• Restaurants (Food Services and Drinking Places, NAICS begins with 722), Child Care Providers (NAICS code 624410) and Small Business (6 more Full Time Equivalent Employees): July 7, 2021, 9:00 a.m. EDT. 
  • Micro Business (5 or Less Full Time Equivalent Employees): July 8, 2021, 9:00 a.m. EDT.  

Applications will remain open through July 15, 2021, 5:00 pm EDT and will be accepted on a first-come, first-served basis, based upon the date and time the Authority receives a completed application submission. Applicants must complete the full application to be considered for grant funding.

Grant awards will be calculated based on the number of full-time equivalent employees (FTEs) businesses employ: Micro-businesses with five or fewer FTEs and sole proprietorships will receive up to $10,000; businesses with six to 25 FTEs will receive up to $15,000; and businesses with 26 to 50 FTEs will receive up to $20,000. A grant size estimator is available here.

Small businesses and nonprofits will need to show they have been negatively impacted during the declared state of emergency to be eligible for this grant. This includes businesses that have been temporarily shut down, have been required to reduce hours, have had at least a 20 percent drop in revenue, have been materially impacted by employees who cannot work due to the outbreak, or have a supply chain that has materially been disrupted and therefore slowed firm-level production during the pandemic.

You might be interested: NJ waives $100 certification fee for small, minority-, women-, and veteran-owned businesses

Need assistance with the application process? 

The NJEDA will continue to provide the online pre-registration and application in English and Spanish, offering applicants access to interpretation services to support speakers of ten additional languages –Arabic, Chinese (Mandarin and Cantonese), Gujarati, Hindi, Italian, Korean, Polish, Portuguese, and Tagalog.

 

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In addition to the Small Business Emergency Assistance Grant Program, the NJEDA administers a variety of technical assistance and low-cost financing programs for small and mid-sized businesses impacted by COVID-19. Businesses and nonprofits can use the Eligibility Wizard to identify which emergency assistance programs they may want to consider for their business’s specific needs. More information about these programs and other State support is available at https://business.nj.gov/covid or call 844-965-1125.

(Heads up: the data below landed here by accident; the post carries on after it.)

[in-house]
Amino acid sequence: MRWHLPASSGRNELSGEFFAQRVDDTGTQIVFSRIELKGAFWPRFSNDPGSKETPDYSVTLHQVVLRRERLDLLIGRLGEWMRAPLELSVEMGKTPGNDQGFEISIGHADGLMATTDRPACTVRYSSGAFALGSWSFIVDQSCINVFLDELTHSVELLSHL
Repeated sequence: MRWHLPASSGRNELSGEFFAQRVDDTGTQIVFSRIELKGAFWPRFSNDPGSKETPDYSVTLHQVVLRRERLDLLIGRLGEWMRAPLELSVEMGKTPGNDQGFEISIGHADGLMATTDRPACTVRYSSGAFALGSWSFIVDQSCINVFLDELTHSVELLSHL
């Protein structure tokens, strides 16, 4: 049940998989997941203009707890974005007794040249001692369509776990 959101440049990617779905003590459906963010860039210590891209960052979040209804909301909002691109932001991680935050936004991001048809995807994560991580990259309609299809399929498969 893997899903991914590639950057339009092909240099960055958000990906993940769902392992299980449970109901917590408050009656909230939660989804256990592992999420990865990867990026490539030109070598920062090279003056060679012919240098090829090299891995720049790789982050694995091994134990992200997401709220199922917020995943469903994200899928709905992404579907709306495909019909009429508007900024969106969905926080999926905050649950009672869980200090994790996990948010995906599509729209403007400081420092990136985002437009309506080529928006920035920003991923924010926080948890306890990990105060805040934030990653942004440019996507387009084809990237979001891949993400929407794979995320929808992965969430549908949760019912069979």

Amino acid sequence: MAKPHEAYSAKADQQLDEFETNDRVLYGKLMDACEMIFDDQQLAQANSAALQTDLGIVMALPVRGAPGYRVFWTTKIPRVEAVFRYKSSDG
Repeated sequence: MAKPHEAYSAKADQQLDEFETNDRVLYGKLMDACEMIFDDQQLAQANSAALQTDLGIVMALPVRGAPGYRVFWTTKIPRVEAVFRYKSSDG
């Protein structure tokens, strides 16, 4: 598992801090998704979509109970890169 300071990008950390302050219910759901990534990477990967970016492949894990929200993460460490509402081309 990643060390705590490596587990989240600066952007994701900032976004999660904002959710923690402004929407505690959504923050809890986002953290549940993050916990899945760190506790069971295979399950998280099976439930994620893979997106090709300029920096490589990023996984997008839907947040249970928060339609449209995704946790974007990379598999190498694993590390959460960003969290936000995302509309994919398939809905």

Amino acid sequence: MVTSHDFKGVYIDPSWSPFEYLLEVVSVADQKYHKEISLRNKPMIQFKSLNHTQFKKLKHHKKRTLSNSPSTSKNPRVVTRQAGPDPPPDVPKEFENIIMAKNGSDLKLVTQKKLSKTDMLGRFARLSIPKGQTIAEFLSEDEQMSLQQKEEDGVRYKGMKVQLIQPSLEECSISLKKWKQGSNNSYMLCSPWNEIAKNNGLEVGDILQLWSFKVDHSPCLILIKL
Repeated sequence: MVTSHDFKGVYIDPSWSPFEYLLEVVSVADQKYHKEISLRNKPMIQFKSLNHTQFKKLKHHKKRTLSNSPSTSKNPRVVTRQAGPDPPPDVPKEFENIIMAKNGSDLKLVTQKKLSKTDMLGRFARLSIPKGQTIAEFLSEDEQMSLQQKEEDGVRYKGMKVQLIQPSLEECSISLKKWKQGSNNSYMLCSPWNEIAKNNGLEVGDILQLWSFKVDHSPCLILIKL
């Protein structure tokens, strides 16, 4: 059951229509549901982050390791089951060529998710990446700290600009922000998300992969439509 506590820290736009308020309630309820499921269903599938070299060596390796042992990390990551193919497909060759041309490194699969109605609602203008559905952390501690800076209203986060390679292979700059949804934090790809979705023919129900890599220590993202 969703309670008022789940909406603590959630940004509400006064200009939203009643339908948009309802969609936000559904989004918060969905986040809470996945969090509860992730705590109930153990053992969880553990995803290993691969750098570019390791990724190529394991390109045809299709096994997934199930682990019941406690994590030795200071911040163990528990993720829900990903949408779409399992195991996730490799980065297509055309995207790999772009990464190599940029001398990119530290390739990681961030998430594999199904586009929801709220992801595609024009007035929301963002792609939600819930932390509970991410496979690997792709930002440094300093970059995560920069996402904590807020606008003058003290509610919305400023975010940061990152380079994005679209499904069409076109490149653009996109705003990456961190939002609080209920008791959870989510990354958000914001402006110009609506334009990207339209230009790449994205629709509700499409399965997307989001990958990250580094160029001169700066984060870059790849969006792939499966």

To learn more about NJEDA resources for businesses call NJEDA Customer Care at 609-858-6767 or visit https://www.njeda.com and follow @NewJerseyEDA on Facebook, Twitter, Instagram, and LinkedIn.

capital access, lban

Don’t miss this Free Resources for Small Businesses Webinar! 

Don’t miss the next session of the Latino Business Action Network (LBAN)  virtual 6-part series supported by Bank of America, “Resources That Matter for Latinx Entrepreneurs During These Times of Uncertainty.” The 6 part series is designed for entrepreneurs and key members of their team and covers important topics such as economic market forecast, capital access, customer acquisition, resource building, and networking. 

capital access

Resources That Matter: Session 3: All about capital Part 2

The next FREE webinar will stream on Thurs, June 24 at 1pm PST / 4pm EST. This upcoming session is a continuation of last month’s conversation on capital access and financial resources. 

Register Now! Session 3: Capital Access Part 2 – June 24th 

What is the impact of not having a banker?

“‘Have a banker before you need a banker’ is one of the best pieces of advice as it relates to capital,” LBAN says. “Capital is a key component in a company’s ability to scale. Unfortunately, not having an established lender is one of the barriers to accessing capital. In addition, we know that Latino-owned businesses are less likely to get their funding needs to be met. The research findings in Ongoing Impact of COVID-19 on Latino-owned Businesses found that 17% of Latino-owned businesses reported that they lacked an established banking provider that prevented them from accessing Round 1 of PPP funding in 2020.”